Two independent research teams have identified the underlying mechanisms in the fear memory circuit for mice and rats. Research that could provide crucial insight for individuals suffering from anxiety disorders such as post-traumatic stress disorder (PTSD).

The results from both studies (“A temporal shift in the circuits mediating retrieval of fear memory” and “The paraventricular thalamus controls a central amygdala fear circuit”) were published in Nature.

In the first study, a research team led by Gregory Quirk, Ph.D., from the University of Puerto Rico School of Medicine, conditioned rats to fear by associating a specific tone with a mild shock. Although the rats’ outward behavior remained unchanged over time, the neural pathway charged with remembering the traumatic event took a divergent route.

“While our memories feel constant across time, the neural pathways supporting them actually change with time,” clarified Dr. Quirk “Uncovering new pathways for old memories could change scientists' view of post-traumatic stress disorder, in which fearful events occur months or years prior to the onset of symptoms.”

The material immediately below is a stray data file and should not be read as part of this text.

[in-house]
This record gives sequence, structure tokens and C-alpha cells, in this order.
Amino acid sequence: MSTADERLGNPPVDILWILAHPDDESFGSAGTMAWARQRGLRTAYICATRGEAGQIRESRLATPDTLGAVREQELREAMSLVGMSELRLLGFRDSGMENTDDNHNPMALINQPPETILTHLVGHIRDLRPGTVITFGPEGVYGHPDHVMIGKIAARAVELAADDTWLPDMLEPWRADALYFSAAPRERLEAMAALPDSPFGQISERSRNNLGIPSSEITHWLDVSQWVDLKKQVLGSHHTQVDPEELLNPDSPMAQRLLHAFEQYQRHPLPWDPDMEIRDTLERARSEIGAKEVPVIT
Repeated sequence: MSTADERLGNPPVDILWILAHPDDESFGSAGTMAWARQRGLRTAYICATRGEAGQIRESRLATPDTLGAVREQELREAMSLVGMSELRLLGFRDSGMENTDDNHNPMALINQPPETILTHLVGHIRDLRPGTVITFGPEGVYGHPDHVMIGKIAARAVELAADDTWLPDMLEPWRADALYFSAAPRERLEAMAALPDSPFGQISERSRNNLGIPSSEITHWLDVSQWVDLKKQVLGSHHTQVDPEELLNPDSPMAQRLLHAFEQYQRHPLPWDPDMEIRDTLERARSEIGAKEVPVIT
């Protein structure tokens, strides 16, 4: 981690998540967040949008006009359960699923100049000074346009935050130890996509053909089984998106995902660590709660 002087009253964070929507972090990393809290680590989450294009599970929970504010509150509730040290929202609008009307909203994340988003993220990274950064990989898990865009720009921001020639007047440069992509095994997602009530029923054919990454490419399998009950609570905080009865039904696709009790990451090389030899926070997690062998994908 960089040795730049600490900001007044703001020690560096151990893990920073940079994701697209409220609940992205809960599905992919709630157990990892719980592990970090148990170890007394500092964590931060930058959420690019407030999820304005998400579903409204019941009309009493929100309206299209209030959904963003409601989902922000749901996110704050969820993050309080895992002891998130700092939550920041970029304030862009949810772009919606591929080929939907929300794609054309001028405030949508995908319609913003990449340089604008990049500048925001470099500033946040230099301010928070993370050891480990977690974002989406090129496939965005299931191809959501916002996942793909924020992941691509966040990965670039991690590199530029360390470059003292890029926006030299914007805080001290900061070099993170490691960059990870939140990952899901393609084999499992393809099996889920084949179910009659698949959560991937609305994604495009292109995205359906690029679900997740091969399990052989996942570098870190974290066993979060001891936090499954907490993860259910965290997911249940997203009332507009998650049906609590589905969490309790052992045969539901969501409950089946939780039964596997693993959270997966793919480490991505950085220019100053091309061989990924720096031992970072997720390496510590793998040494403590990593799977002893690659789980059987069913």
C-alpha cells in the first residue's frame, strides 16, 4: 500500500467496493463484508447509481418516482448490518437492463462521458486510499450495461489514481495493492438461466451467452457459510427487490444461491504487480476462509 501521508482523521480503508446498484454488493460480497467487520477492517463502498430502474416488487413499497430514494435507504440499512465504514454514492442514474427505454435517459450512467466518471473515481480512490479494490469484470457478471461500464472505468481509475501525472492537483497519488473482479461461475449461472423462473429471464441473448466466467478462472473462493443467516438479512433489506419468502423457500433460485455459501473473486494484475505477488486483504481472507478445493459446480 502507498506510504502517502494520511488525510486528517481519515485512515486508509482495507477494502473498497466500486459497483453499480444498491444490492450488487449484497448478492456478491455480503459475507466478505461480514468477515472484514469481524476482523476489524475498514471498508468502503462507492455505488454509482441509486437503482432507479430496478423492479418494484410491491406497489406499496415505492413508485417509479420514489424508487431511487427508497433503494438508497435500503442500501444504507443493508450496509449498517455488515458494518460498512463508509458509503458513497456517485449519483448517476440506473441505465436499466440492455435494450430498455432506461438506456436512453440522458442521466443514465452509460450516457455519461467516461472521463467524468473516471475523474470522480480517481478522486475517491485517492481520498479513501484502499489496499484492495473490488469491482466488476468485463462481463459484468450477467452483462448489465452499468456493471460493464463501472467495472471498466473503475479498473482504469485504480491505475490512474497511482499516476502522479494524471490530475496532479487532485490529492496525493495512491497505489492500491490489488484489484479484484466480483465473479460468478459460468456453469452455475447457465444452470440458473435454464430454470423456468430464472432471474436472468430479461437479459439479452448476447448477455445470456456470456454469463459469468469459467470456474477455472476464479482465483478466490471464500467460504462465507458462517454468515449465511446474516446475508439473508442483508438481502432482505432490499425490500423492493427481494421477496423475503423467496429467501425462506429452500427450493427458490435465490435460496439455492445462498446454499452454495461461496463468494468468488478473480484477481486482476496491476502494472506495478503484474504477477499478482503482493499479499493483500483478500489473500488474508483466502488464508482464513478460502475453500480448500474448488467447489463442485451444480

Dr. Quirk and his team found that the fear conditioning initially created a circuit running from the prefrontal cortex, the executive branch of the brain, to the amygdala, the fear center. Interestingly, the researchers observed that several days later the fear memory recall had detoured from the prefrontal cortex to an area within the thalamus called the paraventricular region (PVT). The PVT then connects with a different part of the amygdala, which mediates fear learning.

The investigators surmised that the PVT may function to consolidate fear with stress, thus strengthening the fear memory.

“In people with anxiety disorders, any disruption of timing-dependent regulation in retrieval circuits might worsen fear responses occurring long after a traumatic event,” Dr. Quirk postulated.

In the second study, scientists from Cold Spring Harbor Laboratory looked at the molecular mechanisms essential to the long-term fear circuit within mice and how they translate the stress detection into an adaptive behavior.

Bo Li, Ph.D. principal investigator on this study, and her colleagues discovered the same shift in the fear memory retrieval pathway in mice that Dr. Quirk’s team had in rats. Dr. Li’s team was able to isolate a specific protein that was responsible for activating specific neurons in the central amygdala, brain-derived neurotrophic factor (BDNF).  Furthermore, when the team infused BDNF into the central amygdala area of mice they were able to cause them to freeze in fear, implying that this protein mediates fear memories as well as fear responses.

BDNF has been previously linked to mood and anxiety disorders, such as PTSD, and is a possible target for pharmacological intervention.

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